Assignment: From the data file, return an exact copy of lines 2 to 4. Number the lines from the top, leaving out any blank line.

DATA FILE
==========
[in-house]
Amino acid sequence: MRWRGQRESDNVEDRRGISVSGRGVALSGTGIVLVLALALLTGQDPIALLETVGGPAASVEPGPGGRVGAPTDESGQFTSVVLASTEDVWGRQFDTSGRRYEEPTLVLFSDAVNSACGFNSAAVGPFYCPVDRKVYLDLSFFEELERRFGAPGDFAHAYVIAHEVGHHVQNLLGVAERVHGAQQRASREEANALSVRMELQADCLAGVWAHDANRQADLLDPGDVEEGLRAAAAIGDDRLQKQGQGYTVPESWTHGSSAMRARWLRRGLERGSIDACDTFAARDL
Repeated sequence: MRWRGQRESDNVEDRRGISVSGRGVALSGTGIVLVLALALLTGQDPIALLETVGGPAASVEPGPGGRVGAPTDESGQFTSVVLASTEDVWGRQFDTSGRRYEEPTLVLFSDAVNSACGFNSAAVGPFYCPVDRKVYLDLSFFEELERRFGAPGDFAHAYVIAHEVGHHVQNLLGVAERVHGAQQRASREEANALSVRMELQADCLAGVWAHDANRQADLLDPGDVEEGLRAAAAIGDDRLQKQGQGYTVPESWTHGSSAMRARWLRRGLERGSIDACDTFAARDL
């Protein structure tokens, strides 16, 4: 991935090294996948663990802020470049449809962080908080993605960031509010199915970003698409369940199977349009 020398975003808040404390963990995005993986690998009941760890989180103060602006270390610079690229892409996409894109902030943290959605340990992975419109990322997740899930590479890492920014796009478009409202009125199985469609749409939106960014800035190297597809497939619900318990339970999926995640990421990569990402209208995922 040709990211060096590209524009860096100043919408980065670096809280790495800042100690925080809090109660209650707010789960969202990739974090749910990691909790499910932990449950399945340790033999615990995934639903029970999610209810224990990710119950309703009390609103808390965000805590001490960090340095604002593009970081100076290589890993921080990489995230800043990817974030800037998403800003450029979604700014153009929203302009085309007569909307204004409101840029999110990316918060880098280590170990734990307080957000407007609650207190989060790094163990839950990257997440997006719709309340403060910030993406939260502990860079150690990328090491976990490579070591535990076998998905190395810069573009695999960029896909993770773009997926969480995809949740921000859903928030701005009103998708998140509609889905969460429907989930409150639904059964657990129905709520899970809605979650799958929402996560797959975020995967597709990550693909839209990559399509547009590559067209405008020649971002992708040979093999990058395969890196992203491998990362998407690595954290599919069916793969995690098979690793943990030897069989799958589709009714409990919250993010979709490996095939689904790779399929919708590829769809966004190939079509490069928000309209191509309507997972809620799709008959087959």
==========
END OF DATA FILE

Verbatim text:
Amino acid sequence: MRWRGQRESDNVEDRRGISVSGRGVALSGTGIVLVLALALLTGQDPIALLETVGGPAASVEPGPGGRVGAPTDESGQFTSVVLASTEDVWGRQFDTSGRRYEEPTLVLFSDAVNSACGFNSAAVGPFYCPVDRKVYLDLSFFEELERRFGAPGDFAHAYVIAHEVGHHVQNLLGVAERVHGAQQRASREEANALSVRMELQADCLAGVWAHDANRQADLLDPGDVEEGLRAAAAIGDDRLQKQGQGYTVPESWTHGSSAMRARWLRRGLERGSIDACDTFAARDL
Repeated sequence: MRWRGQRESDNVEDRRGISVSGRGVALSGTGIVLVLALALLTGQDPIALLETVGGPAASVEPGPGGRVGAPTDESGQFTSVVLASTEDVWGRQFDTSGRRYEEPTLVLFSDAVNSACGFNSAAVGPFYCPVDRKVYLDLSFFEELERRFGAPGDFAHAYVIAHEVGHHVQNLLGVAERVHGAQQRASREEANALSVRMELQADCLAGVWAHDANRQADLLDPGDVEEGLRAAAAIGDDRLQKQGQGYTVPESWTHGSSAMRARWLRRGLERGSIDACDTFAARDL
């Protein structure tokens, strides 16, 4: 991935090294996948663990802020470049449809962080908080993605960031509010199915970003698409369940199977349009 020398975003808040404390963990995005993986690998009941760890989180103060602006270390610079690229892409996409894109902030943290959605340990992975419109990322997740899930590479890492920014796009478009409202009125199985469609749409939106960014800035190297597809497939619900318990339970999926995640990421990569990402209208995922 040709990211060096590209524009860096100043919408980065670096809280790495800042100690925080809090109660209650707010789960969202990739974090749910990691909790499910932990449950399945340790033999615990995934639903029970999610209810224990990710119950309703009390609103808390965000805590001490960090340095604002593009970081100076290589890993921080990489995230800043990817974030800037998403800003450029979604700014153009929203302009085309007569909307204004409101840029999110990316918060880098280590170990734990307080957000407007609650207190989060790094163990839950990257997440997006719709309340403060910030993406939260502990860079150690990328090491976990490579070591535990076998998905190395810069573009695999960029896909993770773009997926969480995809949740921000859903928030701005009103998708998140509609889905969460429907989930409150639904059964657990129905709520899970809605979650799958929402996560797959975020995967597709990550693909839209990559399509547009590559067209405008020649971002992708040979093999990058395969890196992203491998990362998407690595954290599919069916793969995690098979690793943990030897069989799958589709009714409990919250993010979709490996095939689904790779399929919708590829769809966004190939079509490069928000309209191509309507997972809620799709008959087959």